rolling-stone

Rolling Stone: And how about Tori Amos? Have you see her recently?

Mick Foley: No, the best way to maintain my friendship with Tori is to not see her too often. I know the boundaries, because it’s magical. She’s like my Santa Claus. There’s a reason why you only see Santa once a year, so any time I see her it is like Christmas Eve and we immediately start planning for the next visit. I know that she never refers to me as Mick Foley, she always refers to me as “my friend Mick Foley.” I’ve been told that her face glows when my name comes up. I treasure those moments.

We’re lying in the sun, getting pleasantly sloshed, when Halsey confesses that she’s read a story I wrote for Rolling Stone in April, about Planned Parenthood and a miscarriage I had. “I felt like I was suffocating reading that article,” she says. “Like someone put a shopping bag over my head. I didn’t want to meet you at all. I was really terrified of you, because I knew as soon as I saw you, I was going to need to tell you that last year on tour I got pregnant.” Then, at a breathless pace, she’s describing being in a hotel room in Chicago before Badlands even came out, back when her whole career could have easily been ruined (“What happens? Do I lose my record deal? Do I lose everything? Or do I keep [the pregnancy]? What are the fans going to think? What are the moms going to think? What is the Midwest going to think? What’s fucking everyone going to think?”), and before she can even decide what to do, she’s screaming on a hotel bed, bloody, naked from the waist down, hours before she’s to go onstage. “I’m like, ‘I have to cancel this show!’ And everyone’s kind of like, 'Well, it’s Vevo LIFT, and it’s 3 million impressions, so …’ No one knew what to do.” Eventually, Halsey sent her assistant to the drugstore to buy adult diapers. She put one on, took two Percocet and went to the venue to do her job. “It’s the angriest performance that I’ve ever done in my life,” she says, her voice breaking. “That was the moment of my life where I thought to myself, 'I don’t feel like a fucking human being anymore.’ This thing, this music, Halsey, whatever it is that I’m doing, took precedence and priority over every decision that I made regarding this entire situation from the moment I found out until the moment it went wrong. I walked offstage and went into the parking lot and just started throwing up.”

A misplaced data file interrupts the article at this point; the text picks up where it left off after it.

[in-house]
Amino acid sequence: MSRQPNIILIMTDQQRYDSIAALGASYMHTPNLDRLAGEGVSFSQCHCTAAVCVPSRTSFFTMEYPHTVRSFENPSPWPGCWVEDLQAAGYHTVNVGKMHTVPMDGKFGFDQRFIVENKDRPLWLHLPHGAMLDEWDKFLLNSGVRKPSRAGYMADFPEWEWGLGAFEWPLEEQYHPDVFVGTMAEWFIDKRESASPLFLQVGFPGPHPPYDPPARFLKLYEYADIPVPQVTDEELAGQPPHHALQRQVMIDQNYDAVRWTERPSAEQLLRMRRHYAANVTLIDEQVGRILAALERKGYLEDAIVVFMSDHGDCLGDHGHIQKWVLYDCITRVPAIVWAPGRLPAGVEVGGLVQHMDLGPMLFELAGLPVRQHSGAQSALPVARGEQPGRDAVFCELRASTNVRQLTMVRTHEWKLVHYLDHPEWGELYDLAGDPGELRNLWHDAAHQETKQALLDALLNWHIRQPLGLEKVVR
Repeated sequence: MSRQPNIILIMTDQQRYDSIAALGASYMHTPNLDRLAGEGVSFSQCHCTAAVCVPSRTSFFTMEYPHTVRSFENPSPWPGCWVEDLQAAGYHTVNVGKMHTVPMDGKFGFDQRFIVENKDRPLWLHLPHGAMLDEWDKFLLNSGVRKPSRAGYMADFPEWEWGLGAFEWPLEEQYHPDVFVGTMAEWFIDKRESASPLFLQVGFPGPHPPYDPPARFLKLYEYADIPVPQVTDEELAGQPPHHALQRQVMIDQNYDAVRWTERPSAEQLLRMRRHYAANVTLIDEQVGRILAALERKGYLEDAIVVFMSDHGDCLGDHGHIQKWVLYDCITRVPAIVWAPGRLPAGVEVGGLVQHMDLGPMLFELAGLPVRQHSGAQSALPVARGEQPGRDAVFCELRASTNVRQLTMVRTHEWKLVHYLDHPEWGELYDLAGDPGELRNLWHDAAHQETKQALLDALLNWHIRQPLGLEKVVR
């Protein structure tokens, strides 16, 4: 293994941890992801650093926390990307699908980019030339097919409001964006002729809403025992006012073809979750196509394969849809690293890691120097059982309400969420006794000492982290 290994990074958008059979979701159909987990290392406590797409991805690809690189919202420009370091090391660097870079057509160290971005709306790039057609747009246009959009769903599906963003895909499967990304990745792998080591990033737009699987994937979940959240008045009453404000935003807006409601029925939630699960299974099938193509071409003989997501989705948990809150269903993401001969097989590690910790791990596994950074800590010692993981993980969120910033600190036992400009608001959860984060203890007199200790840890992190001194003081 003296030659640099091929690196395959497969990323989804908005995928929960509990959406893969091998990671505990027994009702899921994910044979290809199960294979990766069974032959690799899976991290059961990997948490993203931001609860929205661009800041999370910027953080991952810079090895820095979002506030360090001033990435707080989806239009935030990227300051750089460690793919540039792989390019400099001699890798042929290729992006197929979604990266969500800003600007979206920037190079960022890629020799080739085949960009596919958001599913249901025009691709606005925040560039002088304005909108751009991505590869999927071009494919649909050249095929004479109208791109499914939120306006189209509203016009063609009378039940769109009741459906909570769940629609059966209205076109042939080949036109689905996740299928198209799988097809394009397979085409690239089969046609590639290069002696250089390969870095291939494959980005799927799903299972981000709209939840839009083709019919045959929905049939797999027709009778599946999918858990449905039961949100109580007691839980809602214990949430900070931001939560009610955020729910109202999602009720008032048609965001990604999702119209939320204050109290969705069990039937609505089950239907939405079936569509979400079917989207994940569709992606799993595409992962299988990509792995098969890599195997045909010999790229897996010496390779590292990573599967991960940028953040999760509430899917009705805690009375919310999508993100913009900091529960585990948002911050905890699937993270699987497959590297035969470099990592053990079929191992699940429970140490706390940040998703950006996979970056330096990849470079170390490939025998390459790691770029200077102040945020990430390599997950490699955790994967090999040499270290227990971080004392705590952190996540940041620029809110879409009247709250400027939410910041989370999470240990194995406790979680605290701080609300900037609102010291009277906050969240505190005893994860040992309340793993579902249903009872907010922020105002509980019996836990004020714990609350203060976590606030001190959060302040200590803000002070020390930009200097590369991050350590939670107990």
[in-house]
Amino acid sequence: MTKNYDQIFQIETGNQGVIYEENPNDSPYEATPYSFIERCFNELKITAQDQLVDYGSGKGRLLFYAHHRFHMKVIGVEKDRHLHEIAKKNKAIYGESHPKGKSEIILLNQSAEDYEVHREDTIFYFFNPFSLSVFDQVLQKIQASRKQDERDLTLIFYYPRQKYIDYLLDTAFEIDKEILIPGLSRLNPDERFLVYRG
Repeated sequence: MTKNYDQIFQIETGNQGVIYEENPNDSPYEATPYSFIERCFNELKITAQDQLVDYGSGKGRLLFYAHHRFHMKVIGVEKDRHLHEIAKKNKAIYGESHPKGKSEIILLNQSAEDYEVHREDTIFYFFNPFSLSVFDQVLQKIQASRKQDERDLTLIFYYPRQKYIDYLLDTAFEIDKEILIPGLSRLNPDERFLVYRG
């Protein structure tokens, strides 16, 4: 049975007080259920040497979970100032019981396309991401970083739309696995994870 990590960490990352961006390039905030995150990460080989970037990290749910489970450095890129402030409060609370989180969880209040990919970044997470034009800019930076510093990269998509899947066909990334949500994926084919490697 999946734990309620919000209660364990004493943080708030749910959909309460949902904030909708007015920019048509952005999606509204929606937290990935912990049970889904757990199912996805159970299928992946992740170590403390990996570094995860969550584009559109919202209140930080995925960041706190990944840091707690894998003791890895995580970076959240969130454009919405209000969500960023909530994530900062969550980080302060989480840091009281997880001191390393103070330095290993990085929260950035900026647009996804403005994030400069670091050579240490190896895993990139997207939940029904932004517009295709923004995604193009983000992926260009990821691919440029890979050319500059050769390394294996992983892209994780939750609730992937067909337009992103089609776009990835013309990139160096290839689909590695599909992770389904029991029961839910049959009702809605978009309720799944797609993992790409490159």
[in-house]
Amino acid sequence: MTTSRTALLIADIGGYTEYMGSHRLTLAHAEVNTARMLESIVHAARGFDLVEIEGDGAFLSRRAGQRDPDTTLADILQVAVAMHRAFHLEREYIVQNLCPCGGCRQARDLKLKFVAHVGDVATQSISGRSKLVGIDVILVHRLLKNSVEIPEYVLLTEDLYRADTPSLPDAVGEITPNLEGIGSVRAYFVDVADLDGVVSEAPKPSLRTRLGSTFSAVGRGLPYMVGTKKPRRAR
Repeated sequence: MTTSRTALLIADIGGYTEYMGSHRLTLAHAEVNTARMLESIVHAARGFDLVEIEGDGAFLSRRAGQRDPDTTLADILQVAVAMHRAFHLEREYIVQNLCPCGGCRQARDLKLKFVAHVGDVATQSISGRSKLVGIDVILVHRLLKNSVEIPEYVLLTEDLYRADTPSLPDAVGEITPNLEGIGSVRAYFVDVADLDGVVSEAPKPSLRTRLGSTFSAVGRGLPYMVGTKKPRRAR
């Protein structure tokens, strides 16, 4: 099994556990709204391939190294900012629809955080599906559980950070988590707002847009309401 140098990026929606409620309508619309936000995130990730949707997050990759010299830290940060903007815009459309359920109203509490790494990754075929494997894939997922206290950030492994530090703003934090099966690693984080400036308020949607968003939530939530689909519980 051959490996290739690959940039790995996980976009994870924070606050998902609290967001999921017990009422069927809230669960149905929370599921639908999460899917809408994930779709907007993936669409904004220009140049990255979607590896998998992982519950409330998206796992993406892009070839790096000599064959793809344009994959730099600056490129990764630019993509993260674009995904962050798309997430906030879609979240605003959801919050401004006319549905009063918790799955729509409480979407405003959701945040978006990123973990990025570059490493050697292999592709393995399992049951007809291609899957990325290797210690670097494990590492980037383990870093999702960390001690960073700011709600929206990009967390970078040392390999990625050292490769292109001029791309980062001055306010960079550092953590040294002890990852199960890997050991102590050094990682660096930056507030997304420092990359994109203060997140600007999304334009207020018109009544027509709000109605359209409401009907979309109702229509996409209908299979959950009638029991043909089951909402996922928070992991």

Halsey says she isn’t sure why she had a miscarriage, but it’s easy for her to blame herself. “I beat myself up for it,” she tells me, “because I think that the reason it happened is just the lifestyle I was living. I wasn’t drinking. I wasn’t doing drugs. I was fucking overworked – in the hospital every couple of weeks because I was dehydrated, needing bags of IVs brought to my greenroom. I was anemic, I was fainting. My body just broke the fuck down.” The part that bothers her most is that, as insane as it was to play that concert, no one forced her to do it. “I had a choice,” she says, though she did the thing that made her feel like she didn’t. She looks off toward the fields where children play in the distance. “I want to be a mom more than I want to be a pop star. More than I want to be anything in the world.” Later, she says, “I’m really scared of being alone.” We sit on the blanket, clutching our drinks. “I’m not trying to upset you,” she says softly. “I’m really sorry.”
- Rolling Stone Magazine